The full Cady sick story. I picked her up from school on Friday. When I walked into the classroom she was laying down. Any of you that know Cady knows that she never voluntarily lays down. They said she didn't eat anything for lunch and had been laying down all afternoon. I got her out to the car and she refused her Friday ice cream. As I was driving home I heard her whimper in the back and I looked up in my rear view mirror long enough to catch THE LOOK. Any of you that know me well know that I cannot handle vomit. I can see vomit in a parking lot and involuntarily start retching. So I did the only thing I could think of doing. I grabbed the tote bag that I keep in the front seat that I use as a catch-all. The one that I haven't emptied in a month. And I thrust it back at her still full b/c I could tell it was coming and I couldn't find a spot to pull over. And she emptied lots and lots of her stomach into that bag. And then the smell hits me and I start retching, LOUDLY. So the three of us (Coben is unphased of course) are driving in the freezing cold snow with the windows down, me retching loudly, and Cady crying. And Rob gets husband of the year for cleaning out the bag and salvaging the things that needed to be salvaged.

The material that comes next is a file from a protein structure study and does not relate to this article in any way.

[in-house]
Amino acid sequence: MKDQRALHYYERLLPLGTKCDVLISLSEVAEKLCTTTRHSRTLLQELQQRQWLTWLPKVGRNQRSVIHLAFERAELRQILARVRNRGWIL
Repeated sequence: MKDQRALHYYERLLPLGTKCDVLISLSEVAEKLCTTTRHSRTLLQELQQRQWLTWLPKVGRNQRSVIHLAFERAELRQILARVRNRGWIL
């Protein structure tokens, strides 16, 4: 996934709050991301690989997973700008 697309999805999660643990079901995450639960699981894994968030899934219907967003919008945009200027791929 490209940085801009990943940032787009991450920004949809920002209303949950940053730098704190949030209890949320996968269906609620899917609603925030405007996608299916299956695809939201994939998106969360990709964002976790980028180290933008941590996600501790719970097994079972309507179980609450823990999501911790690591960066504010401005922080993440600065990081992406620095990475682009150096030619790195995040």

Coben's child care is a success. He has not shed one tear. Rob took him the first day, he walked in and didn't look back. When i picked him up he was sitting at the table doing art with the other kids and he looked SO grown up and certainly in no hurry to leave. He took his very first nap on a matt on the floor and had no issues. Shannon said that he was amazing and did not require any help with the transition whatsoever.

The kids went to a pediatric dentist last week. Coben allowed them to floss, polish and examine his teeth. Even with a cold and a molar about to erupt the dentist said that he was hands-down the best almost two year old that they have ever had. Thanks goes to Cady who is also a great dental patient and modeled it for her little brother by going first. The good news, they are both in the "No Cavity Club" and the not so good news, Orthodontics are in both of their futures due to overcrowding.